WWS Fall Orchestra Concert

Gretchen Goldsborough , staff writer

Wheaton Warrenville South High School hosted its annual Fall Orchestra concert in its auditorium on Wednesday, Oct. 26. The theme was “Spooky Symphony” and the concert most definitely got everyone into the Halloween spirit. The concert gave the audience its first opportunity to hear from four separate student orchestras (Concert, Chamber One, Chamber Two, and Sinfonia), which is a distinct change from previous years, when interested students could enroll in just three separate orchestra groups (Concert, Chamber, and Sinfonia).

A unique piece played by Concert Orchestra, “Waltz of the Wicked”, written by Kirt N. Mosier, started off loud and lively. Right away, the glissandos added by the musicians created a cool but eerie effect to the piece, engaging the audience. 

Later on, Chamber One and Chamber Two joined together to play Brian Balmages’ “Phantom Tangos”, which displayed a variety of rhythms, unexpected shifts in dynamics, and different playing styles. A “phantom sound” was produced through the use of dissonance and sudden dynamic changes in certain areas of the piece.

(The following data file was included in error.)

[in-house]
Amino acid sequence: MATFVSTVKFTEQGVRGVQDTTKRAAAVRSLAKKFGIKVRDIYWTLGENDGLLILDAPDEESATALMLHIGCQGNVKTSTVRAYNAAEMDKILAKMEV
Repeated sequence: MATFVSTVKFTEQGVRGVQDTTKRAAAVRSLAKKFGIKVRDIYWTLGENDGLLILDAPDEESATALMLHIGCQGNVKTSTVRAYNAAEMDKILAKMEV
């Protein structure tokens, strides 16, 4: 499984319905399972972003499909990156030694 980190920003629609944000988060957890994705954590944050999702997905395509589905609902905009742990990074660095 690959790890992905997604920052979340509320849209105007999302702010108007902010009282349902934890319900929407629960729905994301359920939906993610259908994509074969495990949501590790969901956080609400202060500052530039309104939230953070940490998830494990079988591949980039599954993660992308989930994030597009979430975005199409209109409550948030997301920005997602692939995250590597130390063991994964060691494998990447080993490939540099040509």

Chris Thomas’ “Phantom Waltz”, a song performed by Chamber One, featured four cello soloists, Charlie Benard, Sydney Cortez, Ryan Kempker, and Ben Bastianen. Inspired by a forgotten ballroom in Shanghai, China, the piece transported listeners to an echo of the past. With colorful accidentals, the plucking of strings, and other dramatic effects, a beautiful but chilling melody was expressed.

Chamber Two’s first song was “Scarborough Fair/Canticle” which is a combination of two separate songs that both date far back. “Scarborough Fair” is a traditional English ballad and “The Canticle” is an excerpt of a piece written by Antonio Vivaldi, and the two songs gained a new audience in the 1960s, when the folk duo Simon & Garfunkel recorded their version of “Scarborough Fair/Canticle.”. Chamber Two’s final piece was “Frolicsome Finale” from Benjamin Britten’s “Simple Symphony”. This piece opened up with a sudden burst of sound and continued in an exciting and playful manner like the title implies.

Sinfonia ended the concert off with the third movement of Antonín Dvořák’s “Serenade for Strings”, which featured a fast and animated tempo as well as shifts between major and minor keys. The melody was passed around to different sections of the orchestra, and there were frequent recurrences of themes and notes.

There was much good to say about the performance. Chamber One violinist Olivia Martinez reflected on her admiration of Sinfonia, and how “the piece [Sinfonia] played was so beautiful.” Orchestra director Allison Chang thought the concert was “definitely a good first step” for this year and explained how it also revealed what “we as an orchestra can continue to work on.” Chang remarked on how, “it was a great opportunity to bring everyone together” and to spark “excitement for the next performance.”